Save energy to save money
- Set your themostat a few degrees lower in the winter and a few degrees higher in the summer to save on heating and cooling costs.
- Install compact fluorescent light bulbs (CFLs) when your older incandescent bulbs burn out.
- Unplug appliances when you're not using them. Or, use a "smart" power strip that senses when appliances are off and cuts "phantom" or "vampire" energy use.
- Wash clothes in cold water whenever possible. As much as 85 percent of the energy used to machine-wash clothes goes to heating the water.
- Use a drying rack or clothesline to save the energy otherwise used during machine drying.
- Take shorter showers to reduce water use. This will lower your water and heating bills too.
- Install a low-flow showerhead. They don't cost much, and the water and energy savings can quickly pay back your investment.
- Make sure you have a faucet aerator on each faucet. These inexpensive appliances conserve heat and water, while keeping water pressure high.
- Plant drought-tolerant native plants in your garden. Many plants need minimal watering. Find out which occur naturally in your area.
- Walk or bike to work. This saves on gas and parking costs while improving your cardiovascular health and reducing your risk of obesity.
- Consider telecommuting if you live far from your work. Or move closer. Even if this means paying more rent, it could save you money in the long term.
- Lobby your local goverment to increase spending on sidewalks and bike lanes. With little cost, these improvements can pay huge dividends in bettering your health and reducing traffic.
- If you eat meat, add one meatless meal a week. Meat costs a lot at the store-and it's even more expensive when you consider the related environmental and health costs.
- Buy locally raised, humane, and organic meat, eggs, and dairy whenever you can. Purchasing from local farmers keeps money in the local economy.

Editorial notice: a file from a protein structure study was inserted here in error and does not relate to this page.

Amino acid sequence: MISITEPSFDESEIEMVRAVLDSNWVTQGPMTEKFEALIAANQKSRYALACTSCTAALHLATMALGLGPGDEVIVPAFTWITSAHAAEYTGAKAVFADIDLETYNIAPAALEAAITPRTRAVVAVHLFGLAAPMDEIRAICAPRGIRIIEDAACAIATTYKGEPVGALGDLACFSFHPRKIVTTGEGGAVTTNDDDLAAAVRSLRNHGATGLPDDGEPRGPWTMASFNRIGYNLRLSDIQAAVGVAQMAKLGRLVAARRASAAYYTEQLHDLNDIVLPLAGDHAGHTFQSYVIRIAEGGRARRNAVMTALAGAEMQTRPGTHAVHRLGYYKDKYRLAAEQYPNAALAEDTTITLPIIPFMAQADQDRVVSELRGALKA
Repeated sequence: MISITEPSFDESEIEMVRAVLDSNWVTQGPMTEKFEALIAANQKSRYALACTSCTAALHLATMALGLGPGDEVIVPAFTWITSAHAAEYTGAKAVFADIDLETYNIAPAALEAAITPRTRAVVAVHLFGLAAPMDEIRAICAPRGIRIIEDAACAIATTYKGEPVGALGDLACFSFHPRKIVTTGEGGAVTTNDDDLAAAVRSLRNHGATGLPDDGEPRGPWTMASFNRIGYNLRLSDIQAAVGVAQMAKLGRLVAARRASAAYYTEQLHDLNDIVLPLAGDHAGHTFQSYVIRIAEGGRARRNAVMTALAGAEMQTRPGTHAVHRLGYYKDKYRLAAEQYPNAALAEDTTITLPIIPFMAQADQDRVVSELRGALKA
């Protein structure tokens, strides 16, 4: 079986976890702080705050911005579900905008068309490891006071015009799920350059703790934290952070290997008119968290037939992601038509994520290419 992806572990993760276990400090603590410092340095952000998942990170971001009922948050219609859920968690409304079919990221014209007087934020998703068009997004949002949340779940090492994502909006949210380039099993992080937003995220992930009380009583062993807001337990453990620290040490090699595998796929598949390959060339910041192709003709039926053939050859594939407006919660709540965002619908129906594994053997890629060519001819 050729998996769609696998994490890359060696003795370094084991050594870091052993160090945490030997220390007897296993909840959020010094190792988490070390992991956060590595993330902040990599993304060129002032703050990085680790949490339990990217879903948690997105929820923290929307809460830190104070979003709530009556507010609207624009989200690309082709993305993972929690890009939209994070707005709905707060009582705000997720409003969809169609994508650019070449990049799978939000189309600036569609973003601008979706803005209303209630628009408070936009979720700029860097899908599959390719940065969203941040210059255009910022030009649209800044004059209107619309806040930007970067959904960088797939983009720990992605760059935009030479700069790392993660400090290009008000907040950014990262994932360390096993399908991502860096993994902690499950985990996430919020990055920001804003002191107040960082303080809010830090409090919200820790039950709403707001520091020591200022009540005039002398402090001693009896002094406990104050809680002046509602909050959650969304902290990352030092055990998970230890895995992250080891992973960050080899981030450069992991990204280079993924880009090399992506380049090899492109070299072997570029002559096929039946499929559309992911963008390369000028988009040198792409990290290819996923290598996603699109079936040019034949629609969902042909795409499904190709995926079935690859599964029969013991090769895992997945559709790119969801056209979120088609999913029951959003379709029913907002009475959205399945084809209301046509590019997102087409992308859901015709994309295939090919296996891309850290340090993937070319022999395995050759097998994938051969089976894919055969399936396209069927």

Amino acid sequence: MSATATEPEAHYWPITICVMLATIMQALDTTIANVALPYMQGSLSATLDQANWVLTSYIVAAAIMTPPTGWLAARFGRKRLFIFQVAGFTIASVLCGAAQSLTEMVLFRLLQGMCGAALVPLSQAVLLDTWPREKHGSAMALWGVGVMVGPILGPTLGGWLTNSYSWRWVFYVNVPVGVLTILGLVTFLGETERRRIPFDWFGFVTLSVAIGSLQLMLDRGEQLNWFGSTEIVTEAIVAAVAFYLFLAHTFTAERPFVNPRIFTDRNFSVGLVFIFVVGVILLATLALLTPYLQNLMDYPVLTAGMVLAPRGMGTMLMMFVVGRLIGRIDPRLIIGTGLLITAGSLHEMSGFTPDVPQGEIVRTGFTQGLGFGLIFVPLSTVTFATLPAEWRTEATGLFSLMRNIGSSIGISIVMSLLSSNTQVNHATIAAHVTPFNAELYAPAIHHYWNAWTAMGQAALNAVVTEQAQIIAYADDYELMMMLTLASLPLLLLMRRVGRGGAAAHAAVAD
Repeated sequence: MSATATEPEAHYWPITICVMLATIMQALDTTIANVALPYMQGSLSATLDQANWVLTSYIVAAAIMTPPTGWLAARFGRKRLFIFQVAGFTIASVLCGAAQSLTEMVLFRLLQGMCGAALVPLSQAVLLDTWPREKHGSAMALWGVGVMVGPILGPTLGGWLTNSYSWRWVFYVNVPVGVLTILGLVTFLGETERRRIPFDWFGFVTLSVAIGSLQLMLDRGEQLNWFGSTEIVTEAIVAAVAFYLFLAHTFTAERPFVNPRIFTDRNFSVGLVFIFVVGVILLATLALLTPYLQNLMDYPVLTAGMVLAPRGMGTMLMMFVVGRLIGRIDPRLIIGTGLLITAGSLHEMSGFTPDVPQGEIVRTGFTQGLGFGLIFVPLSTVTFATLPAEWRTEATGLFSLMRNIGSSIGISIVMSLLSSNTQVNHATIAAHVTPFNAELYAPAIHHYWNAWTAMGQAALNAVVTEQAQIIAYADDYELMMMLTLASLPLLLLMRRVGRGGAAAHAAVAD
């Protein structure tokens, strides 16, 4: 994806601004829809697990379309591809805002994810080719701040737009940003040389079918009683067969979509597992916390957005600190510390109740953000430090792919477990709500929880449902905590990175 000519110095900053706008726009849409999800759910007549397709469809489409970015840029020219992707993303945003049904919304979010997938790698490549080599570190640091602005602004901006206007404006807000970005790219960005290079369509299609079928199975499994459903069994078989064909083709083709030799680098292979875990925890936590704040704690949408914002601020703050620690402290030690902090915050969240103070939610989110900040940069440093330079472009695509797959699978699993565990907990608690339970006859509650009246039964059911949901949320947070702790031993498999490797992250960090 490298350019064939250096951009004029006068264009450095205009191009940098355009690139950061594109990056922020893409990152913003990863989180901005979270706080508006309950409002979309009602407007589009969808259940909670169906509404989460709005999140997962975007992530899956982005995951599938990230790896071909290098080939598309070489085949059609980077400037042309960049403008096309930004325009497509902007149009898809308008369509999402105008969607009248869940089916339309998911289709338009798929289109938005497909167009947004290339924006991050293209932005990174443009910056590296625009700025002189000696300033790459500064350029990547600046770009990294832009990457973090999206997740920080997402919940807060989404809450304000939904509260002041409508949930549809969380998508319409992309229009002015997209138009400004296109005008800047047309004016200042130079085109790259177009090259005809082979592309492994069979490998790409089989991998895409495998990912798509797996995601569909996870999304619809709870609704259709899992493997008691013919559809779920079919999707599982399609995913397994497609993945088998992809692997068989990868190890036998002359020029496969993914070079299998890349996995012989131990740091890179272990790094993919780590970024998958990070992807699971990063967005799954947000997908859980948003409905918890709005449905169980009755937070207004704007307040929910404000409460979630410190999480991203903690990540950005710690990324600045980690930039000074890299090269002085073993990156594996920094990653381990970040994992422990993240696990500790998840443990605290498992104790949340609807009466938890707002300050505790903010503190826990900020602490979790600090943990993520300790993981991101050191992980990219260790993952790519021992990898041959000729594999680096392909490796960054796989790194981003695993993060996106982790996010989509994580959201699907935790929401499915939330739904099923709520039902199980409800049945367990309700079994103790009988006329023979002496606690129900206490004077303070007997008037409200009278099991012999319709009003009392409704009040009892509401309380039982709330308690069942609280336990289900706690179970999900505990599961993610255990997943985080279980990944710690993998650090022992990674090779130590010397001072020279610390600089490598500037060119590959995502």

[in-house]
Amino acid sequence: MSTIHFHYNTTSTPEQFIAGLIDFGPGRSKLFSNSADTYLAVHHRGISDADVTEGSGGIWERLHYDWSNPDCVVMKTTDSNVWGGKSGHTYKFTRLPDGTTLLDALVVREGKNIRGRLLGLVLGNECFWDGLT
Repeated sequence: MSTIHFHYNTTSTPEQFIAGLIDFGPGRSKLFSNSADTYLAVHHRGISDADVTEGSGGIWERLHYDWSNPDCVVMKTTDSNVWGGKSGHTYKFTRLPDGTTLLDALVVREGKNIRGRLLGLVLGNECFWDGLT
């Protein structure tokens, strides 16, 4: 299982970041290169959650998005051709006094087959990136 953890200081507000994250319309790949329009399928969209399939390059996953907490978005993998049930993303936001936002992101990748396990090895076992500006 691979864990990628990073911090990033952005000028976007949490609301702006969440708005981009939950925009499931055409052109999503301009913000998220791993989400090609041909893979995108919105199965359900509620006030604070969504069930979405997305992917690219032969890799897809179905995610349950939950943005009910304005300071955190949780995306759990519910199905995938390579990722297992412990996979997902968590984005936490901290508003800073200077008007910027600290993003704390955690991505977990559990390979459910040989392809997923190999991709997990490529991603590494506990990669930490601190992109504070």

- Watch videos about why local food and sustainable seafood are so great.
- Whatever your diet, eat low on the food chain [pdf]. This is especially true for seafood
- Use a water filter to purify tap water instead of buying bottled water. Not only is bottled water expensive, but it generates large amounts of container waste.
- Bring a reusable water bottle, preferably aluminum rather than plastic, with you when traveling or at work.
- Check out this short article for the latest on bottled water trends.
Think before you buy
- Go online to find new or gently used secondhand products. Whether you've just moved or are looking to redecorate, consider a service like craigslist or Free sharing to track down furniture, appliances, and other items cheaply or for free.
- Check out garage sales, thrift stores, and consignment shops for clothing and other everyday items.
- When making purchases, make sure you know what's "Good Stuff" and what isn't.
- Watch a video about what happens when you buy things. Your purchases have a real impact, for better or worse.
Borrow instead of buying
- Borrow from libraries instead of buying personal books and movies. This saves money, not to mention the ink and paper that goes into printing new books.
- Share power tools and other appliances. Get to know your neighbors while cutting down on the number of things cluttering your closet or garage.
- Buy in bulk. Purchasing food from bulk bins can save money and packaging.
- Wear clothes that don't need to be dry-cleaned. This saves money and cuts down on toxic chemical use
- Invest in high-quality, long-lasting products. You might pay more now, but you'll be happy when you don't have to replace items as frequently (and this means less waste!).
- Keep your cell phones, computers, and other electronics as long as possible.
- Donate or recycle them responsibly when the time comes. E-waste contains mercury and other toxics and is a growing environmental problem.
- Recycle your cell phone.
- Ask your local government to set up an electronics recycling and hazardous waste collection event.
- The big secret: you can make very effective, non-toxic cleaning products whenever you need them. All you need are a few simple ingredients like baking soda, vinegar, lemon, and soap.
- Making your own cleaning products saves money, time, and packaging-not to mention your indoor air quality.